If the American Collegiate Hockey Association were limited to a single hashtag to describe its impact on the game, it would be #Opportunity.
Comprised of 531 teams across five divisions, the ACHA is providing an opportunity for more than 10,000 student athletes to play competitive hockey at colleges and universities in the lower 48 states while earning a degree.
Male students currently compete on 60 teams at the Div. I level, 240 teams at Div. II and 158 teams at Div. III. Female student athletes are skating at the Div. I level (23 teams) and Division II level (50 teams).
The degree of skill and engagement are the core differences between the divisions. Regardless, each level is highly competitive, complete with an opportunity to win a National Championship starting March 21 in Frisco, Texas.
Liberty University is proud to be able to claim a team in each division of the ACHA with more than100 athletes balancing an academic and athletic life at the Lynchburg, Va., school.
“We started with one men’s team and as hockey grew, we were able to grow along with it,” said Kirk Handy, vice president and athletic director for club sports at Liberty. “In 2006 we built our own facility on campus and that is really where the multiple levels started.”
The LaHaye Ice Center has not only been a factor in increasing ACHA participation but is a catalyst in building a hockey culture on campus.
“It is a great opportunity for Liberty students to watch great college hockey on campus,” Handy said. “It is a vibrant crowd. We’ve been able to grow the hockey culture in Lynchburg.”
The opportunity to play competitive hockey at the collegiate level while obtaining a degree is not lost on members of the Liberty Flames.
“It’s huge to be able to provide students this opportunity,” Handy said. “Not only do they benefit academically but also from a social, spiritual and athletic perspective. They have the opportunity to represent their school and get a great foundation for the rest of their lives.”
At Lindenwood University, head coach Rick Zombo believes in preparing his players for life after their college playing days are complete.
“Lindenwood built their enrollment base by offering sports teams and providing a viable opportunity for education,” said the former NHL player turned coach. “The influence of having good players means you have driven players and they excel in the classroom. It is vitally important for my hockey program that we run a 3.0 standard. That grade-point average is what it is all about when it comes to graduating on time and having a J-O-B after a B.A. It’s everything.”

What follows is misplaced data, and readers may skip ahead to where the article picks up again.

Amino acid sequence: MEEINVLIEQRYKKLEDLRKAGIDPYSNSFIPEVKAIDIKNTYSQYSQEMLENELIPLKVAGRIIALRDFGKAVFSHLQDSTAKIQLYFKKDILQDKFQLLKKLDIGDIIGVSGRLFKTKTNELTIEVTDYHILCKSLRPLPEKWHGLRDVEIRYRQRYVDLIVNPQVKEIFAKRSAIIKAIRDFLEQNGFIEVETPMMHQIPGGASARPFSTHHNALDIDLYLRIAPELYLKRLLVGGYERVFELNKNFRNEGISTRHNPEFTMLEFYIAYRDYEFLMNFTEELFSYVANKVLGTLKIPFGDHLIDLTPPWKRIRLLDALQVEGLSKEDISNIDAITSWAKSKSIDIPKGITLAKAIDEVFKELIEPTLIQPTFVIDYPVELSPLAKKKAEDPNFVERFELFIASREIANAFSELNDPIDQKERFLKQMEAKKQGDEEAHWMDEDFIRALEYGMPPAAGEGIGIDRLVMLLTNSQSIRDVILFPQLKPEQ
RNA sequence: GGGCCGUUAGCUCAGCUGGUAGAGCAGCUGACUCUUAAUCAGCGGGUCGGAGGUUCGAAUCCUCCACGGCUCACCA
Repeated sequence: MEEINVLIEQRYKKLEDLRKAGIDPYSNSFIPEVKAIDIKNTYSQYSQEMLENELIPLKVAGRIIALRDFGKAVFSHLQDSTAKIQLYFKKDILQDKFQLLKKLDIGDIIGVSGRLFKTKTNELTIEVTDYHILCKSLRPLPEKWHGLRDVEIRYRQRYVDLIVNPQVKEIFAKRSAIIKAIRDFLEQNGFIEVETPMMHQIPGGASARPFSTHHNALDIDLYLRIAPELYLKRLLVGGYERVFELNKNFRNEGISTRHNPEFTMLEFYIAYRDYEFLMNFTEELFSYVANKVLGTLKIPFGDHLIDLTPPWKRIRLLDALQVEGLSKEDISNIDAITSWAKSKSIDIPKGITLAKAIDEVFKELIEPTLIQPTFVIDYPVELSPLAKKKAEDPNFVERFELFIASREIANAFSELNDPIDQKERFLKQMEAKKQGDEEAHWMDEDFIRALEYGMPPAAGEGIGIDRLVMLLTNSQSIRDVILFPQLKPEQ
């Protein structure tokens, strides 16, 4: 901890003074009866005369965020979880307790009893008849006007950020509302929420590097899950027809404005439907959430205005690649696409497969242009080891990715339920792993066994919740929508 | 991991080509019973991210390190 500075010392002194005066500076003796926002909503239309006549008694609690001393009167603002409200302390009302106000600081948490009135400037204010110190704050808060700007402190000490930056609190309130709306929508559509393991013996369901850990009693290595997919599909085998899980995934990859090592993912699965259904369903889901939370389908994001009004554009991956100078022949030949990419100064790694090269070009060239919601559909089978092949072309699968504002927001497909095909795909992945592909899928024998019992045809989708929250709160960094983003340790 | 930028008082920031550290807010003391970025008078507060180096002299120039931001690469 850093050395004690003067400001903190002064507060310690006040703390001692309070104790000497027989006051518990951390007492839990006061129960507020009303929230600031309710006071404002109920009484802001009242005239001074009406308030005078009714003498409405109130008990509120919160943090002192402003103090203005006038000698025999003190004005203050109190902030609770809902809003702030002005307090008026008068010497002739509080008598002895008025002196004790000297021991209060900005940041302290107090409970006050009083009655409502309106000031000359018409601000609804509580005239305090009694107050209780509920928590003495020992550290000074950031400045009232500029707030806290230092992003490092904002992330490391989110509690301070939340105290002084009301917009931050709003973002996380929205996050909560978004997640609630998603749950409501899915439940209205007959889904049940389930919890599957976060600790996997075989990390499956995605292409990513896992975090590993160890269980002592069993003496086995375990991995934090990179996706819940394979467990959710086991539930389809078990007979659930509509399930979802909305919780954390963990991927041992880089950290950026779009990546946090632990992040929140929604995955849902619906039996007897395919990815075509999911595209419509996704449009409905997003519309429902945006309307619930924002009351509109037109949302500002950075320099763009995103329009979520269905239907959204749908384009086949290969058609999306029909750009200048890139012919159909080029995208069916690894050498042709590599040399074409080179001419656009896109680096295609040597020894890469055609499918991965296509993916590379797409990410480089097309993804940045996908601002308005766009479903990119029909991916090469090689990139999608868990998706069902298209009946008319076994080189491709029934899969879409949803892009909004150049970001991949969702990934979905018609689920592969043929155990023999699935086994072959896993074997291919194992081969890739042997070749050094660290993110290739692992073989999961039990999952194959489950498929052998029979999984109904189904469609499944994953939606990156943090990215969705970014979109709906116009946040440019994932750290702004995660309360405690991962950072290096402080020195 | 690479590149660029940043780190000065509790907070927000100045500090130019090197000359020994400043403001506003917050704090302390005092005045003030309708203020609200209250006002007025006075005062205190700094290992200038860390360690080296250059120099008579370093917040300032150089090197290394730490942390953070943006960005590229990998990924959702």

The St. Charles, Mo., based school currently hosts a men’s team at the Div. I and II levels and plans on adding an ACHA women’s team to go along with its NCAA Div. I women’s squad.
During a reunion celebration of Lindenwood’s 2009 ACHA Div. I National Championship team earlier this season, a reminder of the significance of the experience of playing college hockey was evident by the number of returning players and an assessment of their current successes.
“We had 17 guys return from across the country and different walks of life. To have 17 return was absolutely amazing,” Zombo boasted.
Located in one of the hottest hockey markets, both literally and figuratively, Grand Canyon University in Phoenix has created athletic and academic opportunities for students at the ACHA Men’s Div. II and III levels and Women’s Div. I level after only three years of existence.
And next season, the men’s teams will vault to Div. I and II.
“When we started this program, we had a five-year building plan based on what I knew the university could do and how our area attracts players because of our unique climate to play college hockey. We were able to hit that (plan) and continually grow,” said Danny Roy, head coach and director of hockey operations at GCU. “Each year we have continually grown and been more successful in bringing in stronger players.”
A new partnership with the AZ Titans youth program is aiming to get GCU players certified as USA Hockey coaches. GCU student athletes serve as mentors to youth players and provide them with the future goal of having an option to play after high school.
“There are over 500 ACHA schools in the country and a lot of youth hockey players or Arizona high school players don’t understand that,” said Roy, who added that GCU’s club sports program is the largest club sports department in the country.
“ACHA schools provides a larger student experience. We try to provide a varsity-level experience at GCU, but we only practice three days a week, so our players have plenty of time to get their school work done, enjoy the campus and everything else Arizona has to offer.”
The continued growth of the ACHA is providing expanded opportunities and such is the case at Kent State University (Ohio). Currently participating in ACHA Div. I action, the Golden Flashes will add a D-III team in the 2019-2020 season.
“We are providing 25-27 new opportunities for students to come to Kent State and play hockey,” said current Div. I coach Jim Underwood. “Universities have done studies correlating the retention and cognitive benefits of sport and education. It’s the high impact experiences that another hockey team can provide these students. It allows them to be their ‘best-self’ while on campus.”
Among the high impact experiences Underwood listed were leadership, healthy lifestyle, time management and real work experiences.
“We are confident in the model that we have and utilizing that model will work; allowing our student-athletes to be successful in the classroom and successful on the ice,” Underwood said.
Regardless of which ACHA member school a student is looking at, the opportunities are endless.